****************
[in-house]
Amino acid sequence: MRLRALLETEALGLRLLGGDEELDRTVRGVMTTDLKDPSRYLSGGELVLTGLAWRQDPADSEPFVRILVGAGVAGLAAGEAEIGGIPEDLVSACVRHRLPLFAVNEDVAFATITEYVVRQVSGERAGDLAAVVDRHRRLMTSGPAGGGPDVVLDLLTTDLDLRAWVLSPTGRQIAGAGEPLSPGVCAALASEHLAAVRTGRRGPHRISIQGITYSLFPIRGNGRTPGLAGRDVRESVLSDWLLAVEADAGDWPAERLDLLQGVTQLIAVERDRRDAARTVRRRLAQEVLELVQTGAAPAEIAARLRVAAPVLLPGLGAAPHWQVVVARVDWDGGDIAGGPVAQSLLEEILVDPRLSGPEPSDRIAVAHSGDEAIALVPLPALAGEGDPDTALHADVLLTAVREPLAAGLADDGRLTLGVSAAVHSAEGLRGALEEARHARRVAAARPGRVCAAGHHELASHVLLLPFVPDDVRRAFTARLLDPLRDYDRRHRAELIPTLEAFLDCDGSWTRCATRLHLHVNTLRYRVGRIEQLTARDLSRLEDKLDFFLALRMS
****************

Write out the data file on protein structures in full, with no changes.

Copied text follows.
[in-house]
Amino acid sequence: MRLRALLETEALGLRLLGGDEELDRTVRGVMTTDLKDPSRYLSGGELVLTGLAWRQDPADSEPFVRILVGAGVAGLAAGEAEIGGIPEDLVSACVRHRLPLFAVNEDVAFATITEYVVRQVSGERAGDLAAVVDRHRRLMTSGPAGGGPDVVLDLLTTDLDLRAWVLSPTGRQIAGAGEPLSPGVCAALASEHLAAVRTGRRGPHRISIQGITYSLFPIRGNGRTPGLAGRDVRESVLSDWLLAVEADAGDWPAERLDLLQGVTQLIAVERDRRDAARTVRRRLAQEVLELVQTGAAPAEIAARLRVAAPVLLPGLGAAPHWQVVVARVDWDGGDIAGGPVAQSLLEEILVDPRLSGPEPSDRIAVAHSGDEAIALVPLPALAGEGDPDTALHADVLLTAVREPLAAGLADDGRLTLGVSAAVHSAEGLRGALEEARHARRVAAARPGRVCAAGHHELASHVLLLPFVPDDVRRAFTARLLDPLRDYDRRHRAELIPTLEAFLDCDGSWTRCATRLHLHVNTLRYRVGRIEQLTARDLSRLEDKLDFFLALRMS